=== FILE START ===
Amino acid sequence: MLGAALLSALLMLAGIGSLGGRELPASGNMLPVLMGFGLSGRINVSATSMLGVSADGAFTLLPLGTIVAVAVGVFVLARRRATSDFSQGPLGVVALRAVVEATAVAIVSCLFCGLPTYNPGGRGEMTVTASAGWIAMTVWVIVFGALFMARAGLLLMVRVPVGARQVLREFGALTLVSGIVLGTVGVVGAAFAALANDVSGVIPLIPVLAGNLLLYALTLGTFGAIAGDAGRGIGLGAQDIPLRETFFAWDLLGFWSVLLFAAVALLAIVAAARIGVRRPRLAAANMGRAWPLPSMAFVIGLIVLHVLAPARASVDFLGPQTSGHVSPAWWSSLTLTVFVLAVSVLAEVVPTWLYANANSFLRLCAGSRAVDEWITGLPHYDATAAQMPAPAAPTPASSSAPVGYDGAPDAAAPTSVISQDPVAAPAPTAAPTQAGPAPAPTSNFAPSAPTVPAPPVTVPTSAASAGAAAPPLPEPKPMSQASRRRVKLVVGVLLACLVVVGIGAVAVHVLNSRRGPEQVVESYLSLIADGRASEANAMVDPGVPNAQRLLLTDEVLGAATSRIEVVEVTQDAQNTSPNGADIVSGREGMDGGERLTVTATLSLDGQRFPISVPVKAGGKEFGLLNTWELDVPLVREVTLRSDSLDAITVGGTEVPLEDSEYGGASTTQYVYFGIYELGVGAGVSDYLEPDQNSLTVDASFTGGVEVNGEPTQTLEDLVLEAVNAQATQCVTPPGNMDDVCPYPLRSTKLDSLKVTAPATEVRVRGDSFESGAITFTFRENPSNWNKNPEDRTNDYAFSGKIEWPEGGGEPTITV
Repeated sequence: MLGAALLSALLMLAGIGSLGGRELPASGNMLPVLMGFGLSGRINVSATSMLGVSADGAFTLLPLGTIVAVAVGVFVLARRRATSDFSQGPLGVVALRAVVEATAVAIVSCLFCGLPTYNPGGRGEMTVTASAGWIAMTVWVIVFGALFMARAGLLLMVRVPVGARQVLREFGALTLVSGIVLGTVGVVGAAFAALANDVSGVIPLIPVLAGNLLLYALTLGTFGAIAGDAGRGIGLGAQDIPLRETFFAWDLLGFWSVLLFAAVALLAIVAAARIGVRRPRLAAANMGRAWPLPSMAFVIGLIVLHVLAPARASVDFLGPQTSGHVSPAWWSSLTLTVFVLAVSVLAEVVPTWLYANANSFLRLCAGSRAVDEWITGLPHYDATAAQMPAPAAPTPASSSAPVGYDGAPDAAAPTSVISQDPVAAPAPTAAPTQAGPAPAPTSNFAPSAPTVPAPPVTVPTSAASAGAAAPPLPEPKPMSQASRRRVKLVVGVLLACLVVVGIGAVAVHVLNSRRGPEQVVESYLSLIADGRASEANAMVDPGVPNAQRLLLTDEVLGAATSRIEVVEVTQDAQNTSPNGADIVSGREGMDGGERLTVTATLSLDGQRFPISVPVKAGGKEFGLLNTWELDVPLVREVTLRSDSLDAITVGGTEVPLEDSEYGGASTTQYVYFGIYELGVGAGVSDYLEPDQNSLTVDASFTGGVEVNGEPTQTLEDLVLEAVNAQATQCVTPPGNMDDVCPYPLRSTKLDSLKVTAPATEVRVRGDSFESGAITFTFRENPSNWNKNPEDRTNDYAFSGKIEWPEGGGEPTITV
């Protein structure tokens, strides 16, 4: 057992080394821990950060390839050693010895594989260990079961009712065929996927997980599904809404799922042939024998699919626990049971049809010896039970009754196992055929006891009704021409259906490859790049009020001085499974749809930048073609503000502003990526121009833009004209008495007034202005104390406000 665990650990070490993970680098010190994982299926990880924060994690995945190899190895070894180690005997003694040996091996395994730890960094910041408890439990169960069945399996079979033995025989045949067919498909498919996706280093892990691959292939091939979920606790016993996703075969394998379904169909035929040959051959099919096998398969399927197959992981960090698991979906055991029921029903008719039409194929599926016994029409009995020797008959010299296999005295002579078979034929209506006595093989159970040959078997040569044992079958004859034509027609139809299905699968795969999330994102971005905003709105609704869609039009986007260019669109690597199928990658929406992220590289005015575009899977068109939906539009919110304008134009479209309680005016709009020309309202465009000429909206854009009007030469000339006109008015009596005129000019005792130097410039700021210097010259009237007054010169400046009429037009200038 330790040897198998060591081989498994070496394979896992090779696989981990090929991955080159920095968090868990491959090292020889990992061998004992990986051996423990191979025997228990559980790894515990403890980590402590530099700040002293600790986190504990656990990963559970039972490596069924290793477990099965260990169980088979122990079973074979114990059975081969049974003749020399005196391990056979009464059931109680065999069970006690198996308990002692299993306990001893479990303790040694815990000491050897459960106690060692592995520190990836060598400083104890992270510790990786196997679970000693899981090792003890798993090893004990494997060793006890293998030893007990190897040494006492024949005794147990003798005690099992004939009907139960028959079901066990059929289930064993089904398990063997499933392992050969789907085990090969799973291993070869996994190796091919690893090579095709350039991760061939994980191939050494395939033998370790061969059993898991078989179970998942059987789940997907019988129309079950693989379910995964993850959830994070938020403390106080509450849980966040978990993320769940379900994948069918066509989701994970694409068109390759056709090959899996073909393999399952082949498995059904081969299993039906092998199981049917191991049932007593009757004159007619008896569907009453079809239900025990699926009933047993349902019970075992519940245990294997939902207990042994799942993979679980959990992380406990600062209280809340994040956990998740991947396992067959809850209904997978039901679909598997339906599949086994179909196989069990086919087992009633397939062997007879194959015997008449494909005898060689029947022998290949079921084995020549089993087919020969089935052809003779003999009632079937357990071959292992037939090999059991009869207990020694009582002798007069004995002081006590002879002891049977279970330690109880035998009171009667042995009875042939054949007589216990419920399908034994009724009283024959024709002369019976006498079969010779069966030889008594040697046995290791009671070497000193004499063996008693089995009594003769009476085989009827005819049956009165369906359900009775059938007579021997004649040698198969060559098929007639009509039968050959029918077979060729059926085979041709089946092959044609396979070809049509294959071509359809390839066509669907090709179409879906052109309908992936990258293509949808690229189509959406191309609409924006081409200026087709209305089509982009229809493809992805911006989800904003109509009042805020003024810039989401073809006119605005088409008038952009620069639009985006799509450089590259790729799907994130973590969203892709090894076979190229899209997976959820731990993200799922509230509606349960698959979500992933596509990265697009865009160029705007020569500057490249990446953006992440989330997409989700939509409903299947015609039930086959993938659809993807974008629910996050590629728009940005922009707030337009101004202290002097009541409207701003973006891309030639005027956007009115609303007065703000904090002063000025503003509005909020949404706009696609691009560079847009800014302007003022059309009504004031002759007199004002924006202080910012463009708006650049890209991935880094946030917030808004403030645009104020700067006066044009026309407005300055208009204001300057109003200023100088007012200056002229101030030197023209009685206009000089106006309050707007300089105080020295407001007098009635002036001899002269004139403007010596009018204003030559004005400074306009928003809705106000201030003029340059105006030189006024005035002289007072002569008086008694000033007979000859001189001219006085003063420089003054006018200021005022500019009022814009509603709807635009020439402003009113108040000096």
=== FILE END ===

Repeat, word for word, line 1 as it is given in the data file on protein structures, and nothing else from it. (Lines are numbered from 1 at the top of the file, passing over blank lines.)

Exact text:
Amino acid sequence: MLGAALLSALLMLAGIGSLGGRELPASGNMLPVLMGFGLSGRINVSATSMLGVSADGAFTLLPLGTIVAVAVGVFVLARRRATSDFSQGPLGVVALRAVVEATAVAIVSCLFCGLPTYNPGGRGEMTVTASAGWIAMTVWVIVFGALFMARAGLLLMVRVPVGARQVLREFGALTLVSGIVLGTVGVVGAAFAALANDVSGVIPLIPVLAGNLLLYALTLGTFGAIAGDAGRGIGLGAQDIPLRETFFAWDLLGFWSVLLFAAVALLAIVAAARIGVRRPRLAAANMGRAWPLPSMAFVIGLIVLHVLAPARASVDFLGPQTSGHVSPAWWSSLTLTVFVLAVSVLAEVVPTWLYANANSFLRLCAGSRAVDEWITGLPHYDATAAQMPAPAAPTPASSSAPVGYDGAPDAAAPTSVISQDPVAAPAPTAAPTQAGPAPAPTSNFAPSAPTVPAPPVTVPTSAASAGAAAPPLPEPKPMSQASRRRVKLVVGVLLACLVVVGIGAVAVHVLNSRRGPEQVVESYLSLIADGRASEANAMVDPGVPNAQRLLLTDEVLGAATSRIEVVEVTQDAQNTSPNGADIVSGREGMDGGERLTVTATLSLDGQRFPISVPVKAGGKEFGLLNTWELDVPLVREVTLRSDSLDAITVGGTEVPLEDSEYGGASTTQYVYFGIYELGVGAGVSDYLEPDQNSLTVDASFTGGVEVNGEPTQTLEDLVLEAVNAQATQCVTPPGNMDDVCPYPLRSTKLDSLKVTAPATEVRVRGDSFESGAITFTFRENPSNWNKNPEDRTNDYAFSGKIEWPEGGGEPTITV